leading to moral distress on their part. Lack of pain management education was
also discussed as a barrier. The nurses said that the doctors do not have the
education on pain management thus they cannot teach them on the matter. Some
other nurses who did not report on frustrations, indicated that the patients
did not seem to care about pain management and they usually ignore the question
on pain asking the nurses less aware of what they are experiencing.

            One of the questions of the study was the nurse being
unable to manage pain. In the audios recorded during the interviews of the
participants, it was noted that they used the word, ‘frustrated’ when they were
not able to help/ manage pain. They used the term frustration to signify their
lack of power or control on the situation they were presented with. This
revelation proved that frustration was one of the main causes of moral distress
to the nurses. The recordings that were used contained sounds of signs, pauses
and voice intonations that expressed their distress. The notes gotten from the
interviewers on the body language of the interviewees suggested a sense of
moral distress on a patient who was narrating their desperation in trying to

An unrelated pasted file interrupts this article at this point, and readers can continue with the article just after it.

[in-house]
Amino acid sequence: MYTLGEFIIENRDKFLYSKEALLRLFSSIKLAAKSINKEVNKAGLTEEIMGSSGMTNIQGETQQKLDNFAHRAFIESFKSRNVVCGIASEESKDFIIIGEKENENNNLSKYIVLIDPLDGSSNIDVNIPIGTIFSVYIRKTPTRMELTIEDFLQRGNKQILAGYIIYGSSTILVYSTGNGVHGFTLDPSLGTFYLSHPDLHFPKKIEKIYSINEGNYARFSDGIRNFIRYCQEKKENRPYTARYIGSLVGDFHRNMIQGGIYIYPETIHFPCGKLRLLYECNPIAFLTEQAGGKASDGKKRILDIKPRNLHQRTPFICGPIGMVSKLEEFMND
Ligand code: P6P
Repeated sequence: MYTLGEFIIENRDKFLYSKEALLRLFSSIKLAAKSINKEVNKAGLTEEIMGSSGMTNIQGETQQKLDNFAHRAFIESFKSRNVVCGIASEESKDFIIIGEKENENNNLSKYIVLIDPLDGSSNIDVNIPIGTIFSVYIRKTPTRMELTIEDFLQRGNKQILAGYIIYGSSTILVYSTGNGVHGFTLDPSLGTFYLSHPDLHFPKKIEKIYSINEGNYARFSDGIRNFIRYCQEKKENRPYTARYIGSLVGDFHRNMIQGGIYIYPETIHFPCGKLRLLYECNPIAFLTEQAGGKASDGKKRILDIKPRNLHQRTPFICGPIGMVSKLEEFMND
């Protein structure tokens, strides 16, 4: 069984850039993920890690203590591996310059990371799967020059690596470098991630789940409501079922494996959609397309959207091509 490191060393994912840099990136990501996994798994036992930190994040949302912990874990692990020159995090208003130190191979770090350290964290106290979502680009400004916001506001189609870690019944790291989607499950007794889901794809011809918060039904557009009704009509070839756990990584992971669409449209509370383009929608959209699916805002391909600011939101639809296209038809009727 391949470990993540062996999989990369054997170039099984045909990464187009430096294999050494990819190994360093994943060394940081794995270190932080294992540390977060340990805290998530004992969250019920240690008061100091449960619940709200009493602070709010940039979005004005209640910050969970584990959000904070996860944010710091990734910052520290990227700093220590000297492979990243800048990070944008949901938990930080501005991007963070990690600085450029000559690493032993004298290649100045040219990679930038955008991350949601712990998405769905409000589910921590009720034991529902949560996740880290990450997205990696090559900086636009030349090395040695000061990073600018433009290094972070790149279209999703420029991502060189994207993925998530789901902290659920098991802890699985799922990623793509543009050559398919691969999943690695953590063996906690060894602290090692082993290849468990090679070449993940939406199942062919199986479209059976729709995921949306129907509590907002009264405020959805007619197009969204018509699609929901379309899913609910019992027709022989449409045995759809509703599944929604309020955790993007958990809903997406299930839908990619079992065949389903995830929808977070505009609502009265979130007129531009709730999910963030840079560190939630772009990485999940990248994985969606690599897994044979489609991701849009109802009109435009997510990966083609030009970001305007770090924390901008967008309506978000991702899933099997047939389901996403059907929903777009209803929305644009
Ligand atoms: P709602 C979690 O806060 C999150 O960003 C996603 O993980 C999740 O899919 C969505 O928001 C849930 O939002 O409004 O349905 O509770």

relief the pain of a patient.


            The study was conducted by the original members of the
primary study. They ensured that all the 48 nurse participant interviews audios
were recorded, saved the interviews and the written notes gotten from the
participants were well stored. The research group focused on the themes of
frustrations, distress and the barriers that they experienced that made
management of pain of the patients challenging. For this study, having used
digital resources to record audios of the participants, the researchers
listened to the audios and wrote notes on their ideas and their insights on
what they heard. These notes helped to document the information got and helped
in identifying the upcoming trends impressions of the study. This helped them
to sort and label the data they got after every audio.

The study was design that
used for the study was a secondary qualitative analysis of an original study
theory. This type of design is used when new questions of a research are got
from the information acquired. The nurses used for the study were from a
tertiary care hospital in the Midwest. The nurses were forty-eight, who were
registered and operated on the surgery units and the emergency departments in
the hospital. The nurses were between the ages of 23-59years. The nurses were
chosen in terms of their managers who were asked to recommend nurses who had
previously discussed their experiences while working with patients with chronic
and acute pain (Bernhofer & Sorrell,2015). Most of the participants were of
the female gender and worked on the surgery department. Interviews were used
for ever nurse. Initials consent of every nurse was first obtained which
included a statement that approved that the recorded interviews would be stored
and reviewed if need for any analysis related to their experiences arose.